Things You'll Need
Post hole digger
Wheelbarrow (or 5-gallon bucket)
Scrap wood (2x4x6 minimum)
Rent an auger if you have a large amount of holes to dig.
Always contact the gas, water and electric companies prior to digging any holes. Accidentally cutting into underground lines can cause disruption in service and bodily injury.
When installing fence posts, it is vital that you set the posts properly to prevent frost heave. Frost heave is a condition that happens when water freezes in the soil and then the soil thaws out. The resulting pressure literally "heaves" the fence posts out of the ground over time. The best way to prevent frost heave in fence posts is to set them on a drainage bed prior to pouring the concrete. Plan where you want the fence posts and then call the utility companies prior to digging the first hole so they can mark where gas and electrical lines run.
Digging the Hole
Start digging fence post holes at least two-foot deep with a post hole digger. A post hole digger resembles two small spade shovels that are connected together. Avoid digging the hole any deeper than three feet. The deeper the hole, the more stable your fence.
Dig around the initial hole with a spade shovel and make the hole 10 inches in diameter and one foot down. A spade shovel has a rounded tip.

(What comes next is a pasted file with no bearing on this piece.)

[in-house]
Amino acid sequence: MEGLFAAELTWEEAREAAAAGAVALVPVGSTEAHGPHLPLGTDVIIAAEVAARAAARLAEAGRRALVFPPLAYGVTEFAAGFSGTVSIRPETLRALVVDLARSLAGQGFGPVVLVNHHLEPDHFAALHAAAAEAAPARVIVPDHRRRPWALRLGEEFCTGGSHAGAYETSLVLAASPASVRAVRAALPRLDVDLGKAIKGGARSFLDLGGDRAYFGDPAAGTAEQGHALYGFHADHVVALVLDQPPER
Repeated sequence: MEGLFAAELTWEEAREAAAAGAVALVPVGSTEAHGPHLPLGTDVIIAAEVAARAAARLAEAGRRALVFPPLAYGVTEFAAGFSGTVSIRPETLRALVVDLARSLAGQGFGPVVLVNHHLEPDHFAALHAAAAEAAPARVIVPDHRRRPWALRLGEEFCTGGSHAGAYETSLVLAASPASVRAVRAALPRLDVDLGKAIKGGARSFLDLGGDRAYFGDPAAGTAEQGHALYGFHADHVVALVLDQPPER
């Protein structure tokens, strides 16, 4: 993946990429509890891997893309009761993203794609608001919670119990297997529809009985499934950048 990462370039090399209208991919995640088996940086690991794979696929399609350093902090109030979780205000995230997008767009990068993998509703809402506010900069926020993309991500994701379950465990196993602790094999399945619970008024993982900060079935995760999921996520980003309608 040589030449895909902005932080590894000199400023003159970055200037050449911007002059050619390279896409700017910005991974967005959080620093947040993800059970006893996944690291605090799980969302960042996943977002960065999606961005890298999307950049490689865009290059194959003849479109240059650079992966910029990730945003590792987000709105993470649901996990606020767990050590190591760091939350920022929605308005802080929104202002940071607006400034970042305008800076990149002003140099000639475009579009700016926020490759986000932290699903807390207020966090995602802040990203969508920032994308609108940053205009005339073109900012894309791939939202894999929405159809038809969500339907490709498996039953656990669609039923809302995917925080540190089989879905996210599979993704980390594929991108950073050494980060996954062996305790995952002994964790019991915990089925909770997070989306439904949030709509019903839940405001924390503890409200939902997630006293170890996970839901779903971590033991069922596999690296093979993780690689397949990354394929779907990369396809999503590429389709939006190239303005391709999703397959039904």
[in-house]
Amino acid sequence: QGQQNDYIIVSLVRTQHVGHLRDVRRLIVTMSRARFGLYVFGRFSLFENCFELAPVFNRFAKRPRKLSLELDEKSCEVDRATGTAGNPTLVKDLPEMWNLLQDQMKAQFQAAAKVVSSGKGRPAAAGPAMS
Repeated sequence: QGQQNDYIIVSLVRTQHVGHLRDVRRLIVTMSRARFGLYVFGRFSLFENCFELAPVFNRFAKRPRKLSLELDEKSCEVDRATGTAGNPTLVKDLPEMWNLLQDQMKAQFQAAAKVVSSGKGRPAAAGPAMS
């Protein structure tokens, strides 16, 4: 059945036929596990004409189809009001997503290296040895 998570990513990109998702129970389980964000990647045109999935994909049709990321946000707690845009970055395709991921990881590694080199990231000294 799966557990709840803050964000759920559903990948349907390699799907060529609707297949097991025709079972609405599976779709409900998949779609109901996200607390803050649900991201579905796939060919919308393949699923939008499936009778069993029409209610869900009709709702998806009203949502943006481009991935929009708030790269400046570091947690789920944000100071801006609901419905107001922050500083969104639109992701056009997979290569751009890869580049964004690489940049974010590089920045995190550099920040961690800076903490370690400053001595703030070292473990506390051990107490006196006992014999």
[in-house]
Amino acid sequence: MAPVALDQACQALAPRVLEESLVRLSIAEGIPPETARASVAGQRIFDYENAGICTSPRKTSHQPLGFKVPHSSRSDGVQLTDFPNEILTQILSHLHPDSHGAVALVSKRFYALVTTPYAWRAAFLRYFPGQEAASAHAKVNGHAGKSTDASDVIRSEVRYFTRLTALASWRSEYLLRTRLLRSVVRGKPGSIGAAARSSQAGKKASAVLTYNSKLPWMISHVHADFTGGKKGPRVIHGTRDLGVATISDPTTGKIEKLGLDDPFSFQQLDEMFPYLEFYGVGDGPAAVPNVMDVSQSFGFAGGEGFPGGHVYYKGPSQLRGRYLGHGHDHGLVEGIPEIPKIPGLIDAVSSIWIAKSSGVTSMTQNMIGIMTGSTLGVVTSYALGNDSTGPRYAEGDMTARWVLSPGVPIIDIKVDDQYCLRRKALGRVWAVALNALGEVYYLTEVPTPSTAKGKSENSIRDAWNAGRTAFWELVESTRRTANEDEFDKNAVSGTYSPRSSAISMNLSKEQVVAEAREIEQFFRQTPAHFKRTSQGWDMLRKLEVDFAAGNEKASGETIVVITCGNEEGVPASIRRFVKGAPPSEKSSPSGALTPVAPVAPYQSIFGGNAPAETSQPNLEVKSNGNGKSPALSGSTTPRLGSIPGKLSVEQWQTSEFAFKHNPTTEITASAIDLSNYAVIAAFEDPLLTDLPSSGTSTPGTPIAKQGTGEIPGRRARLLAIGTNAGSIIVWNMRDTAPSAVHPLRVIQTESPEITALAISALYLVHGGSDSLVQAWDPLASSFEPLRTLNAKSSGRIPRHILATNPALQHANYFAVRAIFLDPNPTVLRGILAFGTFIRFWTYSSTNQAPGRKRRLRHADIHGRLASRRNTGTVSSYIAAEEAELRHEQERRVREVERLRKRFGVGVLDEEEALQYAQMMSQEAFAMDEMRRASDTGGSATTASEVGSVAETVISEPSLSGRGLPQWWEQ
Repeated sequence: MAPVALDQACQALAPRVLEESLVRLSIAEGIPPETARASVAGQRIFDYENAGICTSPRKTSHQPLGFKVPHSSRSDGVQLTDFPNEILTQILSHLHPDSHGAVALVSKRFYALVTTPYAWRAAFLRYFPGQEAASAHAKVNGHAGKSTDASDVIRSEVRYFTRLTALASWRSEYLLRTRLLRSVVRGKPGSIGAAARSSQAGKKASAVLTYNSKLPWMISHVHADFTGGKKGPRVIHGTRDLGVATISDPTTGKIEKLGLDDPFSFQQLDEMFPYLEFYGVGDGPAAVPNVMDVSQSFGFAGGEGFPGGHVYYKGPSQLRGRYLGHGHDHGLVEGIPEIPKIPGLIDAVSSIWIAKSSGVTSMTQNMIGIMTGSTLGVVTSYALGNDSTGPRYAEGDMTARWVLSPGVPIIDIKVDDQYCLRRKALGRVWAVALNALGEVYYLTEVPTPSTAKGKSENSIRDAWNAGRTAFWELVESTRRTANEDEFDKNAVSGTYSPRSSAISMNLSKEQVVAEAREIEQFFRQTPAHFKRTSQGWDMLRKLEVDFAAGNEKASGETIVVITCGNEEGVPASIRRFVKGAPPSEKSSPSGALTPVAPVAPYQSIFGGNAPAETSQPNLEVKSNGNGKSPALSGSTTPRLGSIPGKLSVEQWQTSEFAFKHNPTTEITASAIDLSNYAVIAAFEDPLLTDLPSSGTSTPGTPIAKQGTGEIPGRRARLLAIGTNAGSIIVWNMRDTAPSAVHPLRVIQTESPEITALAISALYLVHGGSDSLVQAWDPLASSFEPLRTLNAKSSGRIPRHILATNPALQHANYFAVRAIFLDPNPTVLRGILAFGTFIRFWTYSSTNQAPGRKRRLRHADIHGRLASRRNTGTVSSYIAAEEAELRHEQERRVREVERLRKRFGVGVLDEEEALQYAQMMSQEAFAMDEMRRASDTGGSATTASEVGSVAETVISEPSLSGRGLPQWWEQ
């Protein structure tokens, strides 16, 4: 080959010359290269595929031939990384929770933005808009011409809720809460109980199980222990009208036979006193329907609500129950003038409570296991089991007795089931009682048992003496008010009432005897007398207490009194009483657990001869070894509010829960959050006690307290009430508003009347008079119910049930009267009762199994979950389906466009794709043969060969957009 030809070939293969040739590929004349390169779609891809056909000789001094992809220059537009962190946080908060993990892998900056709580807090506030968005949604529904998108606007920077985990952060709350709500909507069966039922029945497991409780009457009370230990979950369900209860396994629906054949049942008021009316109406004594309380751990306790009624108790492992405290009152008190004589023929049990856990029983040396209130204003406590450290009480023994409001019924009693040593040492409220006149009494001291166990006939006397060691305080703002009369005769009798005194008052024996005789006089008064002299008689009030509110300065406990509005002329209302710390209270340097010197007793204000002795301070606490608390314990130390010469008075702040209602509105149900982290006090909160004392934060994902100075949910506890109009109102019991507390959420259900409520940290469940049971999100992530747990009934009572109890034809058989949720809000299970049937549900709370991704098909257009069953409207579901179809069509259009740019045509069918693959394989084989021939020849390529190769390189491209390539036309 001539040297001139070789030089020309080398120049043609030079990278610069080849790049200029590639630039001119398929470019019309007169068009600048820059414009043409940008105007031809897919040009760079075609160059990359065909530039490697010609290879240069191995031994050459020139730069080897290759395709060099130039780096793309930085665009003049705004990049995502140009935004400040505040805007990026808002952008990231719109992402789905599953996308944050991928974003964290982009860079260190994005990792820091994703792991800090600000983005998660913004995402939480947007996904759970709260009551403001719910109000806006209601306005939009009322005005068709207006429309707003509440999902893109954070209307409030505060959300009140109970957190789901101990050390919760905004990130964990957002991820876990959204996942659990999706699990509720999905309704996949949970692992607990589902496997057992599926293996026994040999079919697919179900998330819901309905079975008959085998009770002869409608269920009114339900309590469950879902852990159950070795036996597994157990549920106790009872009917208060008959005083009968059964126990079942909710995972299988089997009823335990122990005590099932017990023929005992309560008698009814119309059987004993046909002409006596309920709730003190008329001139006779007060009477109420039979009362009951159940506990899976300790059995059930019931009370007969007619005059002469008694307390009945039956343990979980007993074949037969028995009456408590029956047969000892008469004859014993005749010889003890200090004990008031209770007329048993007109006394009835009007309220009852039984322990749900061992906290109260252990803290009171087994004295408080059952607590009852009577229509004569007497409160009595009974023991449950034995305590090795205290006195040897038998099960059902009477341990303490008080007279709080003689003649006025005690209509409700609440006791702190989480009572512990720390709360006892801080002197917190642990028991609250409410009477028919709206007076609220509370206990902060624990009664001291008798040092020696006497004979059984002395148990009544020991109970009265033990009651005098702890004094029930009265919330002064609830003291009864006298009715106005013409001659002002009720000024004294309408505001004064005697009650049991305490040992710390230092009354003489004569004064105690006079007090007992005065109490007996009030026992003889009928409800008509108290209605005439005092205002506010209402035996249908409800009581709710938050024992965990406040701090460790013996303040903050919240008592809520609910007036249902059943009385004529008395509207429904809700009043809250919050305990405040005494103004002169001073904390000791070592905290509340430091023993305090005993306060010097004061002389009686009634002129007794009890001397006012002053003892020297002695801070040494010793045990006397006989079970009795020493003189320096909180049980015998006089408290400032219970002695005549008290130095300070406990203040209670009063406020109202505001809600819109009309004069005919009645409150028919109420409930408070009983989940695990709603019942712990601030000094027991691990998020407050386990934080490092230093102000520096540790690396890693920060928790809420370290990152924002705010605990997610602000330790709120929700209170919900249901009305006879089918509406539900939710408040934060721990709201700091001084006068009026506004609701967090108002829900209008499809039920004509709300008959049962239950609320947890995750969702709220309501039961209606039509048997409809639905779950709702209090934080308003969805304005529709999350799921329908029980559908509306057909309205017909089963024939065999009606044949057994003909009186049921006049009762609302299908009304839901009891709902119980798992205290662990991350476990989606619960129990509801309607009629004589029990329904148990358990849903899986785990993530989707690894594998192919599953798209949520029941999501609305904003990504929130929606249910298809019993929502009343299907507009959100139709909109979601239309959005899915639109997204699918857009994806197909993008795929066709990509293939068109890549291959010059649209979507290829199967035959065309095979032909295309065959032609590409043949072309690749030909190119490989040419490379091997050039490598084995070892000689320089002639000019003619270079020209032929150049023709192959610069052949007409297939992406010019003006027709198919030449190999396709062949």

Create a bell shape as you dig the remainder of the hole. When the bottom of the hole is larger in diameter than the top of the hole, the concrete setting is less likely to "push up" out of the soil.
Laying the Drainage Bed
Pour a 3/8-inch deep layer of pea gravel into the bottom of the hole. Pea gravel is small pebbles that provide a firm foundation for the bottom of the post. Larger gravel tends to not allow you to level the top of the gravel enough to level the post.
Spread the pea gravel evenly across the bottom using a paint stick or similar object. When it rains, the water seeps past the post and concrete to the bottom of the post. The pea gravel allows the water to drain from under the post. This function not only prevents frost heave, but also protects the bottom of your fence post from rotting due to water buildup.
Mix the concrete according to the bag directions in a wheelbarrow or five-gallon bucket. Combine the specified amounts of concrete mix with water and stir with a garden hoe until the concrete is a slightly thick, pourable consistency.
Set the Fence Posts
Set the fence post inside the center of the hole. Ask a friend to hold the post steady as you check the levelness. Set a four-foot level on each side of the post to ensure the post is level. Pour another six inches of pea gravel into the hole around the post.
Check the levelness of the post again and brace the post on two sides. Nail boards near the top on two adjoining sides of the post and allow the opposite end of the boards to rest on the ground at a 90-degree angle. Recheck the levelness of the fence post.
Pour the concrete mix into the hole until it is six inches from the top of the hole. Stab the concrete with the spade shovel or a stick to remove any air bubbles. Add more concrete as necessary, but keep the concrete six inches from the soil line.
Allow the concrete to cure for 24 hours, or 48 hours if the outside temperature is below 60 degrees.
Remove the support board braces and fill the top of the hole with soil.
Kenneth Crawford is a freelance writer with more than 10 years of experience. His work has appeared in both print and online publications, including "The American Chronicle." Crawford holds an associate degree in business administration from Commonwealth College.